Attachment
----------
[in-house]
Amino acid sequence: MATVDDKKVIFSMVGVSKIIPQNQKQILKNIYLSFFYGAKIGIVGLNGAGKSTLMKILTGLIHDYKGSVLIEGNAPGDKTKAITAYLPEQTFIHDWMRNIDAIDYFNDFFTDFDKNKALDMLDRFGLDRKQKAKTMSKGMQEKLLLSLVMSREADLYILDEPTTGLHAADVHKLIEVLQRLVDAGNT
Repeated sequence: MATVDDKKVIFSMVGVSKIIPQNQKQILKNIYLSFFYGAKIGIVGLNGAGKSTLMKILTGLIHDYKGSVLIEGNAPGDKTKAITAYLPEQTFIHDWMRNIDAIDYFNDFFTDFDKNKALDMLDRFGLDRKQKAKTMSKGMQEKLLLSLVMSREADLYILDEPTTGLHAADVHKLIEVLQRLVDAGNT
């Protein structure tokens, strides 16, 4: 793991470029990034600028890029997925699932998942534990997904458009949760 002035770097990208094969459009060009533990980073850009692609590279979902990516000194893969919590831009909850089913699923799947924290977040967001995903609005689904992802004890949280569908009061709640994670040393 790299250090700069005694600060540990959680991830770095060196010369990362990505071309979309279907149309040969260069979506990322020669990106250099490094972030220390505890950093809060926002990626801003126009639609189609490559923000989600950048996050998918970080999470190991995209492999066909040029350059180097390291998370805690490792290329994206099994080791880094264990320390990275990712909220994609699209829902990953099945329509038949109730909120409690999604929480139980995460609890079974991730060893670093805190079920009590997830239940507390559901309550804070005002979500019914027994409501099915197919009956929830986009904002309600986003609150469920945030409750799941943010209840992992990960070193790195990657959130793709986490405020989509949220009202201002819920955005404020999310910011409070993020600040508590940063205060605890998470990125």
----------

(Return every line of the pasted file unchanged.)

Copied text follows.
[in-house]
Amino acid sequence: MATVDDKKVIFSMVGVSKIIPQNQKQILKNIYLSFFYGAKIGIVGLNGAGKSTLMKILTGLIHDYKGSVLIEGNAPGDKTKAITAYLPEQTFIHDWMRNIDAIDYFNDFFTDFDKNKALDMLDRFGLDRKQKAKTMSKGMQEKLLLSLVMSREADLYILDEPTTGLHAADVHKLIEVLQRLVDAGNT
Repeated sequence: MATVDDKKVIFSMVGVSKIIPQNQKQILKNIYLSFFYGAKIGIVGLNGAGKSTLMKILTGLIHDYKGSVLIEGNAPGDKTKAITAYLPEQTFIHDWMRNIDAIDYFNDFFTDFDKNKALDMLDRFGLDRKQKAKTMSKGMQEKLLLSLVMSREADLYILDEPTTGLHAADVHKLIEVLQRLVDAGNT
């Protein structure tokens, strides 16, 4: 793991470029990034600028890029997925699932998942534990997904458009949760 002035770097990208094969459009060009533990980073850009692609590279979902990516000194893969919590831009909850089913699923799947924290977040967001995903609005689904992802004890949280569908009061709640994670040393 790299250090700069005694600060540990959680991830770095060196010369990362990505071309979309279907149309040969260069979506990322020669990106250099490094972030220390505890950093809060926002990626801003126009639609189609490559923000989600950048996050998918970080999470190991995209492999066909040029350059180097390291998370805690490792290329994206099994080791880094264990320390990275990712909220994609699209829902990953099945329509038949109730909120409690999604929480139980995460609890079974991730060893670093805190079920009590997830239940507390559901309550804070005002979500019914027994409501099915197919009956929830986009904002309600986003609150469920945030409750799941943010209840992992990960070193790195990657959130793709986490405020989509949220009202201002819920955005404020999310910011409070993020600040508590940063205060605890998470990125």